Dice Games Economic Board Games

The Red Cathedral: Contractors Game Review

The black die is a mirage

Justin loved Devir’s 2020 hit The Red Cathedral. How do things fare with the new expansion, Contractors? Join him for his review.

The Red Cathedral (2020, Devir) is one of my all-time favorite games. I love the dice mechanic on the Market board, I love the efficiency puzzle of how to get resources into the cathedral to build sections and score points, and I love how much game $30 can get you in such a tidy box.

It was only a matter of time before expansion content came running our way, so to the surprise of no one, designers Shei Santos and Isra Cendrero are back with The Red Cathedral: Contractors. This expansion is NOT broken into modules, like other recent expansions I have played such as The Taverns of Tiefenthal: Open Doors.

However, there’s an opening to do just that—break the game into modules—by using one of the new elements here that can be used in both the base game and the expansion. I’m already sure I will be adding this one new option to the base game thanks to the only major mistake Contractors makes: the box.

More Board

Contractors introduces a fourth action to each player’s turn: Hiring. This action allows players to add meeples known as Contractors to a separate area known as the Grand Duchy of Moscow board. Here, players can add one of their six Contractors to a map broken into sections by paying Permits—a new resource in Contractors—and then hiring Specialists, a new tile type that can be used to activate minor one-time powers before residing at the side of your board for end-game set collection scoring.

There’s also a new black six-sided die added to the pool of the five other dice used in each game. This die has the same movement magic as the others used on the Market board: move the die a number of pips showing on the die face to a resource space, take what’s there multiplied by the number of dice already there, reroll all the dice for the next player. To use your Specialist tiles, you have to activate that black die, similar to how the Workshop tiles are used for moving the other dice.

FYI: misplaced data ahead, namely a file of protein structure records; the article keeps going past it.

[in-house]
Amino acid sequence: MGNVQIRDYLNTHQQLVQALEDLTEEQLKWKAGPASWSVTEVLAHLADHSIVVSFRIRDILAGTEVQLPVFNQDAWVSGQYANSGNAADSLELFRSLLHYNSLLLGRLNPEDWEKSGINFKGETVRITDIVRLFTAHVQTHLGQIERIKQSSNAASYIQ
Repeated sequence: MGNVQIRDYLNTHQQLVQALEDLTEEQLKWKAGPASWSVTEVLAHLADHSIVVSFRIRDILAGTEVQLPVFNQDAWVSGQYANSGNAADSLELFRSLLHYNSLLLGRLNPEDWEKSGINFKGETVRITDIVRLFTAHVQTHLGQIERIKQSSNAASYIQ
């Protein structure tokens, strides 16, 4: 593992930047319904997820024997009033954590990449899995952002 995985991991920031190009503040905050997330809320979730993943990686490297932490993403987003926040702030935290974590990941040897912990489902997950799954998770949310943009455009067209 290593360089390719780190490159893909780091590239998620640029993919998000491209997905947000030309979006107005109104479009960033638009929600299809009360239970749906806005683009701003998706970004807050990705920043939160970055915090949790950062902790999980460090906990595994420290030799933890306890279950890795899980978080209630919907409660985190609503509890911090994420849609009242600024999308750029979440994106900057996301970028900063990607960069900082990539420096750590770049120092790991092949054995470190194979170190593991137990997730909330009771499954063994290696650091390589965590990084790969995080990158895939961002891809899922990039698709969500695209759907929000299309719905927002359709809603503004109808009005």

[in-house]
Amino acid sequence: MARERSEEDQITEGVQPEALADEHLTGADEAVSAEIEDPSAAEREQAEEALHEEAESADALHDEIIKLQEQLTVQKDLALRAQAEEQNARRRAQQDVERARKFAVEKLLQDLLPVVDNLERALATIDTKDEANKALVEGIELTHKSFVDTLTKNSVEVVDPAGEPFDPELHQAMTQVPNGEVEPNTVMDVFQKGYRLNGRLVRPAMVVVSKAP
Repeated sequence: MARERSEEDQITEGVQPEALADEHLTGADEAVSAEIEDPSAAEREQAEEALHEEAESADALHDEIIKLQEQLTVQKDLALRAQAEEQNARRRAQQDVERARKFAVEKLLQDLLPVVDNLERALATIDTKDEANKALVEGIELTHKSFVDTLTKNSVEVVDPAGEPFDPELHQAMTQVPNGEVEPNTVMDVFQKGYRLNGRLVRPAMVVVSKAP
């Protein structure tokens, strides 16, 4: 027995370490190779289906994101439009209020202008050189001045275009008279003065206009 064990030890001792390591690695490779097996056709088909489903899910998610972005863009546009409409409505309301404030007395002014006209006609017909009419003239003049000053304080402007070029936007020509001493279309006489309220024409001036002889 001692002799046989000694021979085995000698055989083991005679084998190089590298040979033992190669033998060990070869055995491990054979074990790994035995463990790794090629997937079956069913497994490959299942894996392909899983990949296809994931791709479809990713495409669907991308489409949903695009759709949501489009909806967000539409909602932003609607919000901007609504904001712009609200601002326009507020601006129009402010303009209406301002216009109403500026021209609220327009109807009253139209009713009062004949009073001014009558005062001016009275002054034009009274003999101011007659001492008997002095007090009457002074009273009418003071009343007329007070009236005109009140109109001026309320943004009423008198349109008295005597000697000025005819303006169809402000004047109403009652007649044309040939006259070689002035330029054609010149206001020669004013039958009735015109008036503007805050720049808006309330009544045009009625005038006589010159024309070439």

Placing your Contractors on the map may trigger one-time bonuses, but they also grant the ability to score City Points. These City Points activate when a column of sections in the Cathedral are all completed, using some simple math: number of your Contractors in a zone multiplied by the number of banners you have in the completed column of the Cathedral. During setup with the expansion, each Cathedral section is now topped with a signpost of which city section will score when it is completed, so everyone knows when scoring will take place.

However, these points are Recognition Points, not Prestige Points. This means that the scoring in the Grand Duchy of Moscow section can be quite minor unless you steer many of your six Contractors into a section of the Cathedral where you have the majority of your banners. Otherwise, you’ll do what I’ve seen in most of my games, score just a couple of Recognition Points. (These are the minor points that you get in the first game, not the large sectional moves you get with Prestige Points, which my friends call “Iron Eagle Points” because early in the game, they are bigger jumps up the scoring track.)

A Little More Weight

The expansion adds a little something to the proceedings, but it distracts from the goal: you are still trying to build your sixth section of the Cathedral first, triggering the end game. This also means the majority of your scoring will still come from the area control scoring that takes place in each tower of the Cathedral.

The exception to that is if you somehow nail the set collection element of Specialist scoring tiles. If you grab a full set of all six different symbols on those tiles, you’ll score a whopping 16 Prestige Points. (For perspective, 50 Prestige Points is a good score in the base game.) You’ll still score for sets of unique symbols, but at a much lower point count; so far, I have only been able to grab four Specialist tiles total in a game because I’m only doing the Hiring action a few times each game.